Funny Business: ComScore’s Magid Abraham told us yesterday that 31% of online display ads are unviewable: many are buried at the bottom of pages that are never scrolled, while still others are artificially dropped onto pages as pixel-sized MiniMe ads, invisible to the human eye. In a hallway conversation, someone brought up “bit-shaving,” which I don’t really understand but think involves tiny digital basketball teams intentionally missing shots and turning the ball over.

Hal has Become Self-Aware: We are told that the pace at which everything becomes automated will only increase. After all, how can automation be anything but a force for liberation, creativity and a better world? (Ignore that whole Wall Street margin call scenario we just lived through.)

Just When You Think It’s Safe to Go Back in the Water: Pirates! No shit, Pirates! Brian O’Kelley from AppNexus got up on stage and declared that his company would no longer serve ads to sites that pirate content. ( and AaargNet will apparently be filing for restraining orders.)

Don’t get me wrong: I was really happy to take part in the IAB Leadership Meeting, mostly because it was, in fact, a leadership meeting. In my opinion, our business still operates on some naïvely dangerous assumptions: that advertisers will default to what’s in the best interest of the consumer…that the true value of content is respected…that more automation is always better…that the triumph of audience buying over contextual value is a foregone conclusion.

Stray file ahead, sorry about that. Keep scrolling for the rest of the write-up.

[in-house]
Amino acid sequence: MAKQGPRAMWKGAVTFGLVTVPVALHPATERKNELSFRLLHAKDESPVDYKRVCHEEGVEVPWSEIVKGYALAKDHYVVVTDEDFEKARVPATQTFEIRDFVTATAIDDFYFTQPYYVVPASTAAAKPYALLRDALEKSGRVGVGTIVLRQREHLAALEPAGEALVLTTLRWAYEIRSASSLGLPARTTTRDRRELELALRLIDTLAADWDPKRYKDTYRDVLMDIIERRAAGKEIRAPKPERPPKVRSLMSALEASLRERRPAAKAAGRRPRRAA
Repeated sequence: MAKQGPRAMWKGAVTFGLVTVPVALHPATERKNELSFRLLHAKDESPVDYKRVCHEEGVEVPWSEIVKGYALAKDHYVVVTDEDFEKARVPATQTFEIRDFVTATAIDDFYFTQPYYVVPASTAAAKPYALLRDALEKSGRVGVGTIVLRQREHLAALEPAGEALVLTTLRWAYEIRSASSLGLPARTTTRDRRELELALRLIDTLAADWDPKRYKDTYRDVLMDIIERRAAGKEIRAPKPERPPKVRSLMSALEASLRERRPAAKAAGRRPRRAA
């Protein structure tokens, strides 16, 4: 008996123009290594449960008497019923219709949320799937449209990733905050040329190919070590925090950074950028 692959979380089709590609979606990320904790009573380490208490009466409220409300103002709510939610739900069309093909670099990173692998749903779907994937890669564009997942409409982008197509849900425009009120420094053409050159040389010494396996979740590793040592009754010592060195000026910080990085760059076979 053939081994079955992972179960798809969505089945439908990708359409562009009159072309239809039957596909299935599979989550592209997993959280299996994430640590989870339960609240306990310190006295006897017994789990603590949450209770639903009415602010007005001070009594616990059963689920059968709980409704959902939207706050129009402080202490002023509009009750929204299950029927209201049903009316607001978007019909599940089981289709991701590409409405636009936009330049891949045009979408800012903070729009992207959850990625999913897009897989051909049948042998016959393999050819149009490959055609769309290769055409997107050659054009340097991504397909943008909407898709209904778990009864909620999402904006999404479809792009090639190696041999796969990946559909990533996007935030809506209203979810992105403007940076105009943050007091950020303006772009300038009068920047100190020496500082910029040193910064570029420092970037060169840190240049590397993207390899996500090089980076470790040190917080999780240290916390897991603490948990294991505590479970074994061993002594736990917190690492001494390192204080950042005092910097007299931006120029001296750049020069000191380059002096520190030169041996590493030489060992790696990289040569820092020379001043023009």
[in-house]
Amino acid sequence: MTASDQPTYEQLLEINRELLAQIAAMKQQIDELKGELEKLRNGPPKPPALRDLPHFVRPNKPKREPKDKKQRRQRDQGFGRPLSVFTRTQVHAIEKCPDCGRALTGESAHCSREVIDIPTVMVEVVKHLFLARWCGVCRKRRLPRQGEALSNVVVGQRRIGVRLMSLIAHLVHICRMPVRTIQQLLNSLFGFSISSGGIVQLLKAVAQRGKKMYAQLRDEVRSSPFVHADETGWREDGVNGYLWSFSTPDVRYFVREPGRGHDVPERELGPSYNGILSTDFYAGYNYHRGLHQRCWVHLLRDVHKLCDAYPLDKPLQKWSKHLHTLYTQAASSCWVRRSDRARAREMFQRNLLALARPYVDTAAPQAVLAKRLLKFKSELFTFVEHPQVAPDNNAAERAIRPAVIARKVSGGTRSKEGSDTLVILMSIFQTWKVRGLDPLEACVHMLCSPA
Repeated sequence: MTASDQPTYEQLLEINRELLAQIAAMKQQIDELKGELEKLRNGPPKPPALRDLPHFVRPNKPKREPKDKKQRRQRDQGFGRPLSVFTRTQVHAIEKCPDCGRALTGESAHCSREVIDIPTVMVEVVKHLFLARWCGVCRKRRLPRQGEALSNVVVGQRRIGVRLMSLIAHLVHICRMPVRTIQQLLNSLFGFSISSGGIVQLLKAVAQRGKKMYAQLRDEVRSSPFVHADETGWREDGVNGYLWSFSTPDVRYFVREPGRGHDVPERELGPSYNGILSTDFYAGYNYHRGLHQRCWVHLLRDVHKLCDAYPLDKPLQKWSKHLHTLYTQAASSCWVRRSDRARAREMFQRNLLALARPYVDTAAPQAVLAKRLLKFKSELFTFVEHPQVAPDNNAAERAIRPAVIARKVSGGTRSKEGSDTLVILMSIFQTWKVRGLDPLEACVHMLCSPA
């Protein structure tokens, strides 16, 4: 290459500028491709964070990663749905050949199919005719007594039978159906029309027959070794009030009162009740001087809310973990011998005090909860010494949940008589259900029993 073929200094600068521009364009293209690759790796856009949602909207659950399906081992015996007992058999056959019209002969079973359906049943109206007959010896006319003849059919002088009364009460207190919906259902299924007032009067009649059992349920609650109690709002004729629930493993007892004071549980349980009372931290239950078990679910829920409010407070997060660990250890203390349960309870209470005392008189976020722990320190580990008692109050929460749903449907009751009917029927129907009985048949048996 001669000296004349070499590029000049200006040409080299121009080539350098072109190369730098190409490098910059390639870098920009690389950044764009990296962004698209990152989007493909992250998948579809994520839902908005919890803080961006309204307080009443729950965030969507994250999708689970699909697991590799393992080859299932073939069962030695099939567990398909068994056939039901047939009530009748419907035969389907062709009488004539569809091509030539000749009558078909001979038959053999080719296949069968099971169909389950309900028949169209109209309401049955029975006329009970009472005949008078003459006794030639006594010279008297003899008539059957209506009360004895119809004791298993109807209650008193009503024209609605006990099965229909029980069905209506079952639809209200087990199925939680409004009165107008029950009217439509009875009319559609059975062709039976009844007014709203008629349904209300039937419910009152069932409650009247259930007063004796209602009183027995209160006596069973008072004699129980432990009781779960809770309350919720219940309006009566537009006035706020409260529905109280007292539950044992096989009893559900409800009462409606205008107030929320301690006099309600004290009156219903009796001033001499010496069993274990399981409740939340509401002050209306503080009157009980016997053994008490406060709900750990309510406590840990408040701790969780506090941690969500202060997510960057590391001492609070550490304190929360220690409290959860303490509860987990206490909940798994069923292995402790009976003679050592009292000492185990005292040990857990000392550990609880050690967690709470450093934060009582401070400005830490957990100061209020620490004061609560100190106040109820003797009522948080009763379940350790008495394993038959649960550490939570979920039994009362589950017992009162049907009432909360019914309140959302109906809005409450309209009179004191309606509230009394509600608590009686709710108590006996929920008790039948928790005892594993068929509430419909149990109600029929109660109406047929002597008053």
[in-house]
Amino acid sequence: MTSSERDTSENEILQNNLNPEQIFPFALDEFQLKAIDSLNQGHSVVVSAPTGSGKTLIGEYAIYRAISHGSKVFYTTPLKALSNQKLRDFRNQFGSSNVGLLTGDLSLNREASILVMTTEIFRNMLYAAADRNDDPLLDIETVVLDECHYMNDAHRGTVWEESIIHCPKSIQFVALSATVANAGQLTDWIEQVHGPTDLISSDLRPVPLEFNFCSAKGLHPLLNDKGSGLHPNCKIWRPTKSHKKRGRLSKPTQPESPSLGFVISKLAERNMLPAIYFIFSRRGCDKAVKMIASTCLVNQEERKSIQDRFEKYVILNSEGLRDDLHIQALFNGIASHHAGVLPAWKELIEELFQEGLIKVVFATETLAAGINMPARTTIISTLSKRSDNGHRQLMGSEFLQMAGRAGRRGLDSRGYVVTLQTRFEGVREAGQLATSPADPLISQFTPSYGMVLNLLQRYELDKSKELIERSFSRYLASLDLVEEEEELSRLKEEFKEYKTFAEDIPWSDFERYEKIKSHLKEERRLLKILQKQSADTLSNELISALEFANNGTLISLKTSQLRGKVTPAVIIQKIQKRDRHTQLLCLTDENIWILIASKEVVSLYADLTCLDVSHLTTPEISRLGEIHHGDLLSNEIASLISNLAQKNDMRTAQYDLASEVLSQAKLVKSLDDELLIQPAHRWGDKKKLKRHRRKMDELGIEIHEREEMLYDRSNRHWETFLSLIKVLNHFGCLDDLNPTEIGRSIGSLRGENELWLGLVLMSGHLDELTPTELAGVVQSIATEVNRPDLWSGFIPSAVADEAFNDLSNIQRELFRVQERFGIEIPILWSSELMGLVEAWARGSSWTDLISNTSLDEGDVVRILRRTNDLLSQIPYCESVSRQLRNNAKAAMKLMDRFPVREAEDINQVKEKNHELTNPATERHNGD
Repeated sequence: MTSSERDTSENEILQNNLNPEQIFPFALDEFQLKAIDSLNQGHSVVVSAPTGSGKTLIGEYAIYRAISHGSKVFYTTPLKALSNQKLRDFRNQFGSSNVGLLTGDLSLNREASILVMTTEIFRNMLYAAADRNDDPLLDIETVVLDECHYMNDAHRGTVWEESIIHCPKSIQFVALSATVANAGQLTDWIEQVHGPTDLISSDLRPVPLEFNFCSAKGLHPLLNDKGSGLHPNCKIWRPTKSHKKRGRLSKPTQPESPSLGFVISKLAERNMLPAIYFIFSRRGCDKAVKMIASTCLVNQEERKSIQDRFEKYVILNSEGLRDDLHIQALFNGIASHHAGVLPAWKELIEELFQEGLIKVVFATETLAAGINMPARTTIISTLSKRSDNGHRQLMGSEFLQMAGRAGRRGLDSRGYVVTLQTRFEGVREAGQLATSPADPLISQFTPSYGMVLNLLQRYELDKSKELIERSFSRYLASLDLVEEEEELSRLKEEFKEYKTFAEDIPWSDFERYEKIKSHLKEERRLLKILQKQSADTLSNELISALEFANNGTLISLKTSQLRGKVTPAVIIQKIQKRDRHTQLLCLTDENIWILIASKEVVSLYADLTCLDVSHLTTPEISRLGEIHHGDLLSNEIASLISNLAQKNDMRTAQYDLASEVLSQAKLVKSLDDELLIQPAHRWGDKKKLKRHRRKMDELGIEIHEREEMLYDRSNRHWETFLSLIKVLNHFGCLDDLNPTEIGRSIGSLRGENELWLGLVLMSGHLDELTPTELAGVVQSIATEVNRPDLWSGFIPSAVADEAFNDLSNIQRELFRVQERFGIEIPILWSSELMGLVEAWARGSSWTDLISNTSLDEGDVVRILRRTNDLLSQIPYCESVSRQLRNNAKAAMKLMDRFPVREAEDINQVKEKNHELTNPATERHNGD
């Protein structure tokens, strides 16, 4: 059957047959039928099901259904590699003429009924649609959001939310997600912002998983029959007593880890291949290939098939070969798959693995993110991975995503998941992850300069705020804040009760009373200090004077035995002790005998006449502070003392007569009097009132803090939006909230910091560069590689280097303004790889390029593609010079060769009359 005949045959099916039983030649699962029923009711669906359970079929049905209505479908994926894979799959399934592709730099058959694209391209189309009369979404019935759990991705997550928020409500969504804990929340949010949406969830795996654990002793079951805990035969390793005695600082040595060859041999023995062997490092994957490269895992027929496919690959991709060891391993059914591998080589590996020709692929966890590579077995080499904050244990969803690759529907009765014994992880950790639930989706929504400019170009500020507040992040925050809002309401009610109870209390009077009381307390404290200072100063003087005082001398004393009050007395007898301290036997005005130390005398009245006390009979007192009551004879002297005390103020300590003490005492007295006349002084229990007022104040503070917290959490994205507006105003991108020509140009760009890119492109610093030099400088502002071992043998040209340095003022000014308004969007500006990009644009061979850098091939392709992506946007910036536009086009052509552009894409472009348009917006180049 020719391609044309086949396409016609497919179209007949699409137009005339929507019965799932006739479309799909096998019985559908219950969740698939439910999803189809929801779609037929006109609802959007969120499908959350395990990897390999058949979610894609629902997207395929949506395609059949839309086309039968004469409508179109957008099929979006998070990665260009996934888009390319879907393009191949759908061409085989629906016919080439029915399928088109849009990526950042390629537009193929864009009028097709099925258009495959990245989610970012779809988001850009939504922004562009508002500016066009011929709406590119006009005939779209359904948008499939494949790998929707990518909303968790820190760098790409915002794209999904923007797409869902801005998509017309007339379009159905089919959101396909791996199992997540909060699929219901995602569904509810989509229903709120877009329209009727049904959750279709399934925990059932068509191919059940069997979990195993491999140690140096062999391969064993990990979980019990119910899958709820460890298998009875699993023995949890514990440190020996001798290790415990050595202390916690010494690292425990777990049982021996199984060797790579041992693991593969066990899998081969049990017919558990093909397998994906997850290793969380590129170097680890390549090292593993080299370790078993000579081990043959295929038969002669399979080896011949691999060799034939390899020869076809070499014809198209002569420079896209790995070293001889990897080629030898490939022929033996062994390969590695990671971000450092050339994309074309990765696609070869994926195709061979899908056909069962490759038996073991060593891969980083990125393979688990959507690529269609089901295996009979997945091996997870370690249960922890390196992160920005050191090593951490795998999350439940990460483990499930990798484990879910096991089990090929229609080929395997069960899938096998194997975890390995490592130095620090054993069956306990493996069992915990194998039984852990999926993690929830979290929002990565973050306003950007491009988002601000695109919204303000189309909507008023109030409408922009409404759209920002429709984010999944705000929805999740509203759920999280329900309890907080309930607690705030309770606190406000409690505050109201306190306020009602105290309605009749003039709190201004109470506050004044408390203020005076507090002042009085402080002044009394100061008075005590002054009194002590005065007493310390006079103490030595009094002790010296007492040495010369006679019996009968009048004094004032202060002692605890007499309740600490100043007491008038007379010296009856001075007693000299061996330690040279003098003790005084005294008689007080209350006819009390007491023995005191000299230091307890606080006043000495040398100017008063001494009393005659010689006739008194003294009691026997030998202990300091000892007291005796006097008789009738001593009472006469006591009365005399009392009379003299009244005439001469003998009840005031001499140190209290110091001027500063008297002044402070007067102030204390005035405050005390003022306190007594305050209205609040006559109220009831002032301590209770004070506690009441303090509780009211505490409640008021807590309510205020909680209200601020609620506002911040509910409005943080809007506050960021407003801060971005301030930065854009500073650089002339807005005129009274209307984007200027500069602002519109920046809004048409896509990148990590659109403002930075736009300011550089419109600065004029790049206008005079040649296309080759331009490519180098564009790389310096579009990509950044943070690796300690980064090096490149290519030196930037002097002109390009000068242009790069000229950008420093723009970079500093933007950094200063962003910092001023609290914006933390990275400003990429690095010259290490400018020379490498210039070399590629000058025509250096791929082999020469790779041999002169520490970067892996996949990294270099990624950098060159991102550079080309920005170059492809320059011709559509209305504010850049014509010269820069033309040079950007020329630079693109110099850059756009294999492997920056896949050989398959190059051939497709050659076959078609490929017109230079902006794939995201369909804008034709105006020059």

In bringing up the whole Pirate concept, O’Kelley conjured up another pretty powerful metaphor: Vampires. The idea is that if we flood the world with sunlight, all the bad guys – the Vampires – will die. Sure, this is a bit dramatic, but I like it. Just maybe we’re starting to acknowledge that there’s both a light and dark side to our business…that there are Bernie’s Madoffs walking among us, and that they are the enemy.